Calcium / bone disorders include a wide range of conditions caused by calcium imbalances. Some are reversible when detected early and the child is treated. Others stabilise when the bones stop growing, and the rest require monitoring and lifelong treatment.
Calcium is essential for the normal operation of a variety of body functions, such as muscle contractions, enzyme function, etc. The parathyroid glands produce two hormones, which control the level of calcium in the blood. These hormones are:
- Parathyroid hormone (PTH): the levels of parathyroid hormone increase when calcium levels fall, and vice versa. Moreover, this hormone prompts the gastrointestinal system to absorb calcium and the bones to release it.
- Calcitonin: this hormone is produced by the thyroid gland and is responsible for lowering calcium levels by storing it in the bones.
Calcium / Bone Disorders: Rickets
Rickets is a bone disorder in which the child’s bones become soft, resulting in fractures and deformities. It is most often caused by the reduced consumption of milk (maternal or substitute), leading to decreased calcium intake. Another cause of rickets in children is a Vitamin D deficiency that may be due to poor nutrition or lack of exposure to the rays of the sun.
Calcium / Bone Disorders: What are the symptoms of rickets?
Infants with rickets usually have a very soft skull and may experience convulsions, while disfiguration of the chest makes them more susceptible to respiratory infections. They exhibit slow growth and weak muscles. As the child grows, the other bones also become soft and develop abnormally. In more serious cases, deformities in the spine can occur.
Calcium / Bone Disorders: How is rickets diagnosed?
Visit your doctor if you suspect that your child has rickets. Diagnosis is based on clinical tests including blood tests, an x-ray or possibly a bone density scan.
Calcium / Bone Disorders: How is rickets treated?
The aim of the treatment is to address the cause. When rickets is due to a Vitamin D deficiency, the vitamin is administered and the diet is adjusted.
Calcium / Bone Disorders: Hypercalcaemia
The term hypercalcaemia is used to describe elevated blood calcium levels. It presents as mild (11.9 mg/dL), moderate (11.9+14.9 mg/dL) and severe (over 15 mg/dL). When calcium values exceed 15 mg/dL, the condition is critical and can endanger the life of the patient.
Calcium / Bone Disorders: What are the symptoms of hypercalcaemia?
Symptoms of hypercalcaemia include:
- Unsteady gait
- Muscular weakness
- Motion sickness
- Musculoskeletal disorders
- Kidney disease.
Newborns may be asymptomatic or exhibit low muscle tone (hypotonia), hypertension or seizures.
Calcium / Bone Disorders: What is cause of hypercalcaemia?
The causes of hypercalcaemia are:
- Granulomatous diseases such as Crohn’s disease
- Other factors such as Addison’s disease, hypervitaminosis D, Paget’s disease.
Calcium / Bone Disorders: How is hypercalcaemia diagnosed?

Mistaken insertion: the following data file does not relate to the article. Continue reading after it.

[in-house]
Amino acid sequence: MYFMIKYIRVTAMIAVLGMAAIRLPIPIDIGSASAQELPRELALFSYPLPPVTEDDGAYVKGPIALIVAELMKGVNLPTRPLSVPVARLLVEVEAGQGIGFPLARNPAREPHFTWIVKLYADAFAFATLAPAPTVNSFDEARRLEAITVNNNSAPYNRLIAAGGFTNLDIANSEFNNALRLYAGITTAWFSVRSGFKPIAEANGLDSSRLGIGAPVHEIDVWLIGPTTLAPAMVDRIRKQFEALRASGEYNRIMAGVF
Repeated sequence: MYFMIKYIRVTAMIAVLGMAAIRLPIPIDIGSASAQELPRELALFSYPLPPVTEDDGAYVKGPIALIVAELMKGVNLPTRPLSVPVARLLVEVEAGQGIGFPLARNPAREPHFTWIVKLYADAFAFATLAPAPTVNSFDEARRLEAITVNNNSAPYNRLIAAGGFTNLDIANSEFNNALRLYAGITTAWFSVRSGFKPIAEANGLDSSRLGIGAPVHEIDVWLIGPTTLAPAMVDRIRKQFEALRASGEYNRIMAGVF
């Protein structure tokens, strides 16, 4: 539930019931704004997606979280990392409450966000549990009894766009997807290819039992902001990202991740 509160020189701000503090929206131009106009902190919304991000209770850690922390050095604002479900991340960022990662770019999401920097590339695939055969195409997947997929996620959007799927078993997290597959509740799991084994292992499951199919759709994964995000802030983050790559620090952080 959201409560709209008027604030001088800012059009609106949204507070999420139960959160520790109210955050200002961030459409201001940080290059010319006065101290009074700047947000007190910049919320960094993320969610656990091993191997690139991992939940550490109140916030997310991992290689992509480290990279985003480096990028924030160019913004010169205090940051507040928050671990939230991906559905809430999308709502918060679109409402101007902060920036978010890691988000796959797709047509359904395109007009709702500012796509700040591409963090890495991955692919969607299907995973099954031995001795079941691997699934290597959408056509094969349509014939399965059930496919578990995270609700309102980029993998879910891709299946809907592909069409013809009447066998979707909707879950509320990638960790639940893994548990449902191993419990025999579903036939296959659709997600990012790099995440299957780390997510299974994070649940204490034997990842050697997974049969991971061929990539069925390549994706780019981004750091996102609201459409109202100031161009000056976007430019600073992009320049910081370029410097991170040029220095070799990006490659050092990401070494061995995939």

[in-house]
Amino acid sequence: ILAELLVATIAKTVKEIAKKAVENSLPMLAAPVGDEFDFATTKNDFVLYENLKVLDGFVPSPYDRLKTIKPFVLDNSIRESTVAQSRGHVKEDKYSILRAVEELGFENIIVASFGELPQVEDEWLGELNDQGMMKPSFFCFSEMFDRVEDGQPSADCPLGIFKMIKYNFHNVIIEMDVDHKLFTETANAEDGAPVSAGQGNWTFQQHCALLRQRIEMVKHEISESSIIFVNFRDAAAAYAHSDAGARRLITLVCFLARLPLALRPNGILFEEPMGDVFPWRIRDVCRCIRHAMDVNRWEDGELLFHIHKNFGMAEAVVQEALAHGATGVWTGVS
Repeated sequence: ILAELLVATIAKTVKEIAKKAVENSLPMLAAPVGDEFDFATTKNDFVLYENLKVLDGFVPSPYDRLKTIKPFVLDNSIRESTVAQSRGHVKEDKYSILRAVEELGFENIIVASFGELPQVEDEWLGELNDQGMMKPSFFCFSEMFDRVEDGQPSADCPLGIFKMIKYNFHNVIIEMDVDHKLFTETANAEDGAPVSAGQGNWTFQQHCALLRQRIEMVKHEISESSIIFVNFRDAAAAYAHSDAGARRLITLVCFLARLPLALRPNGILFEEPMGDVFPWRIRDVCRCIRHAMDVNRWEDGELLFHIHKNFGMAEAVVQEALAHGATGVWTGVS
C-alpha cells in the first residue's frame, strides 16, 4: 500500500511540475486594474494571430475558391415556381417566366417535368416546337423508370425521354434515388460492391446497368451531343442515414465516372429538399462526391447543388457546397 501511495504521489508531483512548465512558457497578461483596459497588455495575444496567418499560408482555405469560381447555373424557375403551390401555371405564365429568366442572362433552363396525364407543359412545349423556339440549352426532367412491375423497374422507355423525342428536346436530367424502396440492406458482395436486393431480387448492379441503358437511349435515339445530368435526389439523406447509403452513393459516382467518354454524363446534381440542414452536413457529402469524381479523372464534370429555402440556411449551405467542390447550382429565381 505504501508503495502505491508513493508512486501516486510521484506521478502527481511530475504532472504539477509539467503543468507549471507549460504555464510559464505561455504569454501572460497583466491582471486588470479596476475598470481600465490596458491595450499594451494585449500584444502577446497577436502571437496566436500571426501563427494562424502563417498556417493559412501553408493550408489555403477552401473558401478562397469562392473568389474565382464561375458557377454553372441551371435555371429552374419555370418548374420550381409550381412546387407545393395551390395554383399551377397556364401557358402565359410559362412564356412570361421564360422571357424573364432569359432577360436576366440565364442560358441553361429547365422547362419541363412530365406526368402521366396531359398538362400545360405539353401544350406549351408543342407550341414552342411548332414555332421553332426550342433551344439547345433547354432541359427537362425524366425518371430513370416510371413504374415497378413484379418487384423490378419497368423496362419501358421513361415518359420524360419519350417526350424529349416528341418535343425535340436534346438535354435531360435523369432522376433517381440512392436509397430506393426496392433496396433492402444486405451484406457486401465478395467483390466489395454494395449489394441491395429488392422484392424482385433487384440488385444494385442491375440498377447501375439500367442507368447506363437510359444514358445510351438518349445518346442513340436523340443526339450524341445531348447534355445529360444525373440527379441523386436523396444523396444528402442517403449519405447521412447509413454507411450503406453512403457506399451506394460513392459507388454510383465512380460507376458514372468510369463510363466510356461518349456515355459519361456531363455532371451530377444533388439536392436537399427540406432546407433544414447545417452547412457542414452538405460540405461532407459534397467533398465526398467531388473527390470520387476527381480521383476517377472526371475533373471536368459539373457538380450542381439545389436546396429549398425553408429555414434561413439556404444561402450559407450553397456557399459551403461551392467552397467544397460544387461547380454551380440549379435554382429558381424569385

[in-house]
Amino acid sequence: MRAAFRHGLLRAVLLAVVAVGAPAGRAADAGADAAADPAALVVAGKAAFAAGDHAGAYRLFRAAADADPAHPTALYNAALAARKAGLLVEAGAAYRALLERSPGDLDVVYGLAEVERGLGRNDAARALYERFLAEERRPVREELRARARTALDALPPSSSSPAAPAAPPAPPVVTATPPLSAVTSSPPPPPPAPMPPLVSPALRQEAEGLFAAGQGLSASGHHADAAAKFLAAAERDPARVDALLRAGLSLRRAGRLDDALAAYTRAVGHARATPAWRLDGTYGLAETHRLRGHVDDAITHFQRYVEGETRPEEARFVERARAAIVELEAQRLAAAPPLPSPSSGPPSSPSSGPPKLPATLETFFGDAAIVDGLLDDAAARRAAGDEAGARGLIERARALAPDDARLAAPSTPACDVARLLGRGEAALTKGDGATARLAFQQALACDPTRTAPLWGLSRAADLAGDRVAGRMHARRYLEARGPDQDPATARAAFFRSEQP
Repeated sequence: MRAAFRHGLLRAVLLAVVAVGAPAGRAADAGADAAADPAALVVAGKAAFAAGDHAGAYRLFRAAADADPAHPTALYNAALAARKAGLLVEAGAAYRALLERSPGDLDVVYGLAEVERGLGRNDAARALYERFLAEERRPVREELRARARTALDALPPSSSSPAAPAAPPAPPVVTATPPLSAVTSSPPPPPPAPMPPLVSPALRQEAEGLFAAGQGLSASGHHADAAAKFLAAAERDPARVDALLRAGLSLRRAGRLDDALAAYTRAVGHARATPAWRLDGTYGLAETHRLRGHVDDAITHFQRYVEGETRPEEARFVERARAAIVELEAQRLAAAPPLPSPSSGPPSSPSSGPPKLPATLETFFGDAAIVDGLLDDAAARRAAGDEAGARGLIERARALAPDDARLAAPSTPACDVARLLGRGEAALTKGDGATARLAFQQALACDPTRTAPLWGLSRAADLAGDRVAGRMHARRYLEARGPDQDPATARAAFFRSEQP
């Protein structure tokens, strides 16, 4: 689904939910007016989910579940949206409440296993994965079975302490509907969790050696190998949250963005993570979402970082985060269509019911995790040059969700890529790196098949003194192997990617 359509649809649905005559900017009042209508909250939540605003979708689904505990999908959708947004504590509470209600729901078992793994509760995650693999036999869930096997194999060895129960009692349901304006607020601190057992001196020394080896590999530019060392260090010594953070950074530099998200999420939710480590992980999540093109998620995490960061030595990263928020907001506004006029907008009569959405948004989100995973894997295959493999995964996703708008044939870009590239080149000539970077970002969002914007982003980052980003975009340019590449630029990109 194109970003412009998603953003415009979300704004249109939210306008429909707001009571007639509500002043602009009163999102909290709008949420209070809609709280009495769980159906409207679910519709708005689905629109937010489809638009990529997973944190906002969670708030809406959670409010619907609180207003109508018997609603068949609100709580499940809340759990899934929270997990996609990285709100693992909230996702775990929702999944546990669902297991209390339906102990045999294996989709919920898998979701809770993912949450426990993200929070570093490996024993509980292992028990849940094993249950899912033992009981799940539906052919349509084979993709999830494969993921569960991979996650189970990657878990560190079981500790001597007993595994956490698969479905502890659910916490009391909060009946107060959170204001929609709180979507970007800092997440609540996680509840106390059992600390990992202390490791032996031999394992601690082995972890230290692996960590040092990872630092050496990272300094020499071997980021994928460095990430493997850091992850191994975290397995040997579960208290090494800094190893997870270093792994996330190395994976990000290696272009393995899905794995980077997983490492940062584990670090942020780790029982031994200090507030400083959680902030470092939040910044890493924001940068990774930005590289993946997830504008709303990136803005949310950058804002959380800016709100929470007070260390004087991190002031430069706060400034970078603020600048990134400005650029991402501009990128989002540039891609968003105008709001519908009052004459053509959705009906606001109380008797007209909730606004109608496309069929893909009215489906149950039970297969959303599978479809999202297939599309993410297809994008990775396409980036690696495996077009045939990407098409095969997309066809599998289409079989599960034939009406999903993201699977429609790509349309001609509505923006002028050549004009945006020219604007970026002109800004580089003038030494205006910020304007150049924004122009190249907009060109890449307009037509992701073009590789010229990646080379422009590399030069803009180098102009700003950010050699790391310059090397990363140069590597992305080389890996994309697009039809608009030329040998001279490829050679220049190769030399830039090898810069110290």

The diagnosis is based on the results of:
- Blood tests to measure calcium, phosphorous levels and the values of the parathyroid hormone and Vitamin D
- Bone x-rays (skull, pelvis, limbs).
Calcium / Bone Disorders: How is hypercalcaemia treated?
Treatment begins with the hydration of the child. Pharmaceutical preparations are then administered depending on the cause of the problem. In cases of severe hypercalcaemia, close monitoring and treatment is needed in order to stabilise calcium levels.
Calcium / Bone Disorders: Hypocalcaemia
Hypocalcaemia is a bone disorder caused by low blood calcium levels (under 8.5 mg/dL). A child born with hypocalcaemia has difficulty growing, as well as diarrhoea and dyspepsia. In pre-puberty, low calcium levels in girls can affect the development of their gender characteristics and delay the onset of puberty.
Calcium / Bone Disorders: What are the symptoms of hypocalcaemia?
Hypocalcaemia symptoms include:
- Weak muscles
- Bone lesions
- Incomplete tooth formation.
Calcium / Bone Disorders: What is the cause of hypocalcaemia?
Hypocalcaemia may be due to:
- Endocrine disorders (hypoparathyroidism, myeloid thyroid carcinoma)
- Vitamin D deficiency
- Loss of calcium (due to renal insufficiency)
- Magnesium deficiency.
Calcium / Bone Disorders: How is hypocalcaemia diagnosed?
The endocrinologist will take a detailed medical history of the child and the rest of the family to see if there is a genetic disorder that could cause hypocalcaemia. The diagnosis is confirmed through laboratory testing including measuring levels of calcium (total and ionised), phosphate, magnesium, creatinine, parathyroid hormone and Vitamin D.
Calcium / Bone Disorders: How is hypocalcaemia treated?
The aim of the treatment is to control the symptoms of hypocalcaemia and minimise potential complications. However, it depends on the cause, the severity of the symptoms and the calcium levels in the blood. It usually requires the administration of calcium and Vitamin D. Monitoring of the child by an endocrinologist is essential.